Meeting the need for “quality” food, which is not just good for our health, but also for the environment and the role of producers, is a major societal and ecological challenge. There is no perfect “universal” system applicable to all, and these diverse practices need to coexist to ensure food security for the future. To achieve this, agricultural research institutions and government officials must work together to implement the best local strategies for developing resources, in a fair and sustainable way.

While it is not just about production issues, estimates state that almost a third of agricultural products globally are not consumed, it is clear that one of the most important areas for improvement of our production systems lies in reducing food waste!

What’s more, climate change is only going to make this situation worse. According to a recent report by the Food and Agriculture Organization (FAO), climate change poses a threat, not only to crop supplies (food security), but also to their quality (food safety). Rising temperatures lead to a redistribution in the spread of diseases and other crop pests; salmonella is able to survive better; and food is contaminated with heavy metals (arsenic in rice, mercury in fish, etc.) because of higher air, soil and ocean temperatures. It is essential that food strategies are developed to combat all of these issues.

 

Do you also see these new alternatives being adopted in the Global South?

The Global South has a different problem. “Conventional” farming to ensure people’s food security, both relying on a wide variety of crops, and a large workforce, is often combined with commercial operations which are forced to adopt intensive agricultural methods to remain competitive on the international market. For economic reasons, the temptation to rely on intensive practices is far greater, with traditional farming suffering as a result. The demand in the West for trendy new foods, such as avocado or quinoa, can have grave consequences on the environment and society, with farmers either being harassed by drug cartels (as is the case in Mexico) or under pressure due to market fluctuations.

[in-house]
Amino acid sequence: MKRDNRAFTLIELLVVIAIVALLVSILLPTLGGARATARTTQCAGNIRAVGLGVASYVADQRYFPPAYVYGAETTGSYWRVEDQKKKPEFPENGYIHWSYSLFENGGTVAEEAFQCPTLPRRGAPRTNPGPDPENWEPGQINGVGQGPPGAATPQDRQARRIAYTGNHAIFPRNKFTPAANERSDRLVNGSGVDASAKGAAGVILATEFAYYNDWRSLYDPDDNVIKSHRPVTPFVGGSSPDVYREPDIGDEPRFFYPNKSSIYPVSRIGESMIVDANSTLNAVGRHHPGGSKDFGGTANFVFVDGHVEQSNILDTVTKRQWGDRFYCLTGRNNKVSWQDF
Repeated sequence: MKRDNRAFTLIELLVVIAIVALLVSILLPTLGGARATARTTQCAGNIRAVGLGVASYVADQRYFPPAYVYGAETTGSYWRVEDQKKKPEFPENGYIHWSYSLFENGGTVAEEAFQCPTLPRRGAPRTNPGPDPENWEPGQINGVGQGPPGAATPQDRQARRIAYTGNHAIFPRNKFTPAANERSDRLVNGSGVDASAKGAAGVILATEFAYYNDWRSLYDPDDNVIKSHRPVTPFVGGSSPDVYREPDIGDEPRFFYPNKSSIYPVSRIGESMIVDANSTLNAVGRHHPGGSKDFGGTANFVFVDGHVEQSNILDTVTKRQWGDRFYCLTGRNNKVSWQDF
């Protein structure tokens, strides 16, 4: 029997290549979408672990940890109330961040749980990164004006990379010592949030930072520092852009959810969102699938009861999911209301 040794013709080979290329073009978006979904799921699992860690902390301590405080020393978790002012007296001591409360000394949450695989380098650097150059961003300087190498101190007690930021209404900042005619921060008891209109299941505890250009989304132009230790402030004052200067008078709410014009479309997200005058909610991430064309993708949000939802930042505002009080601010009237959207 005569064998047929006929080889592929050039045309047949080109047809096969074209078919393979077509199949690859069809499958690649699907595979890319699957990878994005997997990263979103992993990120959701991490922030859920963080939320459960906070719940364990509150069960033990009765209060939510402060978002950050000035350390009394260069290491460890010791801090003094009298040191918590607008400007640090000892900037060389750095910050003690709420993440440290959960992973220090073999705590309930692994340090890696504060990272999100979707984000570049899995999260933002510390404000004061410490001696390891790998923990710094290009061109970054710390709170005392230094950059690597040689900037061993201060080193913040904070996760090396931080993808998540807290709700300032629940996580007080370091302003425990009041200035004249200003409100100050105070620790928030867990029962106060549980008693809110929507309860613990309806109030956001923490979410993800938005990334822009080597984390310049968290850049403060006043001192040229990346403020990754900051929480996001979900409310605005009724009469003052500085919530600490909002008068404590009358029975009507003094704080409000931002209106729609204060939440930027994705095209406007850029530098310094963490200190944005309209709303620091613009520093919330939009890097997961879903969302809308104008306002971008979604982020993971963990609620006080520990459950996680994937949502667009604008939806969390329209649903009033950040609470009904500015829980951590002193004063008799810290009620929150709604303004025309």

Therefore, the consumer (or “consum’actor”), has an active role to play, though the choices they can (and must!) make, not only to support local farms, but also to buy external products delivered via fair and sustainable supply chains.

 

What does this mean for our diet?

The scenarios put forward tend to fall between two extremes. Firstly, there is a trend towards “hyper-technologization”, with 3D food printing, in vitro-grown meat and eggs, GMOs and insect steaks. Promoted by a number of start-ups, this business is currently booming all over the world, backed by rounds of fund-raising involving dizzying amounts of money. Alternatively, there is the option of continuity, which means simply doing what humans have been accustomed to doing for thousands of years, i.e. cooking “homemade” vegetarian or meat-based meals.

In addition to making such primarily cultural choices, there is a growing and essential trend for people to reduce their calorie intake and eat a more well-balanced diet, incorporating more vegetarian food, which has both health and environmental benefits. A more frugal approach to eating and the return to a largely plant-based diet appear to be the two most effective drivers for improving consumer health and reducing environmental impact, while providing essential micronutrients and reducing the resources consumed.

 

In your opinion, what are the obstacles to agricultural change?

If I were resorting to satire, I’d say that everyone wants farmers to change their practices, but no one wants to be a farmer! “Farmer bashing” is becoming increasingly popular. Many people are willing to preach about what should be done, but few are prepared to actually take any action.

Fortunately, there is real hope for change among industry professionals, with the majority being well aware of the need to adapt their farming practices. This presents both economic constraints and cultural barriers because (re)conversion is expensive and there is a huge need for training and support.

In any event, the only way of overcoming this problem is to combine our strengths and expertise, and adopt a variety of different production models, rather than trying to convince people that one particular production method is better than all the others. However, consumers also need to play their part and encourage companies, through their buying habits, to adopt the most promising new approaches.

 

 

The opinions expressed on this blog are those of the authors and do not necessarily reflect the official position of their institutions or of AFD.